• Merger / consolidation of two or more LLPs - While the LLP Act permits merger of two or  more  LLPs  through  the  NCLT approval process, there is no specific provision on taxability of such mergers under the Income tax  Act,  1961. There are no exemption provisions for merger of LLPs similar to the provisions available for tax neutrality  of  amalgamation and demerger of companies. There is no clarity on tax implications in the hands of the Transferor and the Transferee LLP and their partners respectively as well as no clarity on the carry forward of losses of the LLP in case of amalgamation of LLPs. Introduction of similar provisions for LLPs is required in order to give LLPs a level playing field along with companies.
  • Cross border restructuring – Under the existing global economic scenarios, the MNCs have been finding it difficult to sustain their business operations in the overseas jurisdictions and accordingly, the corporate groups are increasingly resorting to winding up their business operations in the unviable jurisdictions. The Indian corporate as well as foreign exchange regulations currently permit both inbound and outbound merger transactions between the Indian and foreign companies. However, while the Income tax provisions exempt the inbound merger transactions from capital gains tax subject to compliance with prescribed conditions, there is no similar exemption available for outbound merger transactions. Hence, introduction of such exemption would act as a big trigger for the foreign investment in India, which is the economic requirement at the moment.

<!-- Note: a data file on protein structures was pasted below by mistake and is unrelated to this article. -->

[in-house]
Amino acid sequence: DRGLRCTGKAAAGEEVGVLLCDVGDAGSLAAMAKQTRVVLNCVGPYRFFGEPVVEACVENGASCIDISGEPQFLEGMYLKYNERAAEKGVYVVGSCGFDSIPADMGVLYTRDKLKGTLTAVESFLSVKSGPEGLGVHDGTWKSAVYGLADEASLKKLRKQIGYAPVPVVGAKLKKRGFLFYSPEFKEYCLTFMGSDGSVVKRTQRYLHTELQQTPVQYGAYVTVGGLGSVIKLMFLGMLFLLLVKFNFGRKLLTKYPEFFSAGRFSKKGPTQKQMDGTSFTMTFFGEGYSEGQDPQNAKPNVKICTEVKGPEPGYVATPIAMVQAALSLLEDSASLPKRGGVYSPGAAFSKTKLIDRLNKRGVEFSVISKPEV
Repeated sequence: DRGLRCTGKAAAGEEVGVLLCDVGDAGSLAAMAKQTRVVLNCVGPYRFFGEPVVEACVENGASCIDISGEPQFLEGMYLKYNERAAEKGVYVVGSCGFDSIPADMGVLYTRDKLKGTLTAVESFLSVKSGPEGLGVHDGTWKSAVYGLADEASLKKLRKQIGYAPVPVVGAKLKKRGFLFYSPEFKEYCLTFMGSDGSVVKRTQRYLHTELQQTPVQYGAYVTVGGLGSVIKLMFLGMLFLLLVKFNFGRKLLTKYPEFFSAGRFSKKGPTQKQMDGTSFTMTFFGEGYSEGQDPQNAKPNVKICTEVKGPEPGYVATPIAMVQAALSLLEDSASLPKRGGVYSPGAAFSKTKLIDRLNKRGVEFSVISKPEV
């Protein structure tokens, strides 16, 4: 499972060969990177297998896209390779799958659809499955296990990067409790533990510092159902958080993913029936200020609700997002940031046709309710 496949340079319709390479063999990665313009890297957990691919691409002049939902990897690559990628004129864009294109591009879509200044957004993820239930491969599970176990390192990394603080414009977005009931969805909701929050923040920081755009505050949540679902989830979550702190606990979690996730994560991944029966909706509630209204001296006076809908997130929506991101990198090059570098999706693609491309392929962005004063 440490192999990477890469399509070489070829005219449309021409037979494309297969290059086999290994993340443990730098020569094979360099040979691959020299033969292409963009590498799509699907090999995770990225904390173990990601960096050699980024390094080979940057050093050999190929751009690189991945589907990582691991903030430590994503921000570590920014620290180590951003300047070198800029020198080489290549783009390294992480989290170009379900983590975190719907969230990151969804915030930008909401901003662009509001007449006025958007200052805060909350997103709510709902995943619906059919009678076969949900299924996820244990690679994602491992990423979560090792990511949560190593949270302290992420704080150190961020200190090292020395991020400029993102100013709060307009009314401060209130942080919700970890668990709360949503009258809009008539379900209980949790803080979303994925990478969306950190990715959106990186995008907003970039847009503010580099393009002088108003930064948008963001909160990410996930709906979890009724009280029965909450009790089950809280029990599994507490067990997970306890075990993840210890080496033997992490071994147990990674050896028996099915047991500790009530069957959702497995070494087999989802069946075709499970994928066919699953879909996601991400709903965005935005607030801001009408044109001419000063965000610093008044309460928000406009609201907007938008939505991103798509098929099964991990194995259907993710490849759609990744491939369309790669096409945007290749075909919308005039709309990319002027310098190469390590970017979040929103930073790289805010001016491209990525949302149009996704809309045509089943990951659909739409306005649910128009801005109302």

Other than the above, there are various other key aspects where clarity or relaxation should be provided under the current tax regime such as carry forward of losses in case of group  restructuring  schemes  / exercises where the ultimate  ownership  remains  the  same,  relaxation  of exemption conditions for various forms of restructuring such as conversion  of  firm  into  LLP,  rationalisation  of  TDS/  TCS  provisions  etc. While the corporate taxpayers would indeed have a long wish list  to  meet, it is anticipated that the Budget 2022 will be a growth-oriented budget which would boost the economic activity and steer the economy towards a higher growth path.